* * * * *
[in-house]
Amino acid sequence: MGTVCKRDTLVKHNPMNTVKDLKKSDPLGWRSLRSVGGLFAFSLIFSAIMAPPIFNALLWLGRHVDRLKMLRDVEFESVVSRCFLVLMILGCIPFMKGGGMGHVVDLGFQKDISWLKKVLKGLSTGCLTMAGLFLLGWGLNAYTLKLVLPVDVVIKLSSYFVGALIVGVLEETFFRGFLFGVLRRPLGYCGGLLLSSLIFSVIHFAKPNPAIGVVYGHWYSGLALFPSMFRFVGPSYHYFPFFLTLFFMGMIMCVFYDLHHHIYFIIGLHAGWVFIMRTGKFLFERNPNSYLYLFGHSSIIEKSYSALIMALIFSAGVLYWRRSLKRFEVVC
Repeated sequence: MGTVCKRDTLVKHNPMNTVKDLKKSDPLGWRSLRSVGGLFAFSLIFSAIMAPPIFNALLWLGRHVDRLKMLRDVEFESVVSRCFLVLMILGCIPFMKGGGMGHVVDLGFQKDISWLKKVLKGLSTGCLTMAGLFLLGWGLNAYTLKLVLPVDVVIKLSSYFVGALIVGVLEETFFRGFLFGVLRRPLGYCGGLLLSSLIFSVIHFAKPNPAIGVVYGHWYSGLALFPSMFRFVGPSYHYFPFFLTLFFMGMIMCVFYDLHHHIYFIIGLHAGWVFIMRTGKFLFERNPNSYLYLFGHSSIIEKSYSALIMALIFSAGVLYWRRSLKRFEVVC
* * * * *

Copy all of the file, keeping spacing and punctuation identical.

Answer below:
[in-house]
Amino acid sequence: MGTVCKRDTLVKHNPMNTVKDLKKSDPLGWRSLRSVGGLFAFSLIFSAIMAPPIFNALLWLGRHVDRLKMLRDVEFESVVSRCFLVLMILGCIPFMKGGGMGHVVDLGFQKDISWLKKVLKGLSTGCLTMAGLFLLGWGLNAYTLKLVLPVDVVIKLSSYFVGALIVGVLEETFFRGFLFGVLRRPLGYCGGLLLSSLIFSVIHFAKPNPAIGVVYGHWYSGLALFPSMFRFVGPSYHYFPFFLTLFFMGMIMCVFYDLHHHIYFIIGLHAGWVFIMRTGKFLFERNPNSYLYLFGHSSIIEKSYSALIMALIFSAGVLYWRRSLKRFEVVC
Repeated sequence: MGTVCKRDTLVKHNPMNTVKDLKKSDPLGWRSLRSVGGLFAFSLIFSAIMAPPIFNALLWLGRHVDRLKMLRDVEFESVVSRCFLVLMILGCIPFMKGGGMGHVVDLGFQKDISWLKKVLKGLSTGCLTMAGLFLLGWGLNAYTLKLVLPVDVVIKLSSYFVGALIVGVLEETFFRGFLFGVLRRPLGYCGGLLLSSLIFSVIHFAKPNPAIGVVYGHWYSGLALFPSMFRFVGPSYHYFPFFLTLFFMGMIMCVFYDLHHHIYFIIGLHAGWVFIMRTGKFLFERNPNSYLYLFGHSSIIEKSYSALIMALIFSAGVLYWRRSLKRFEVVC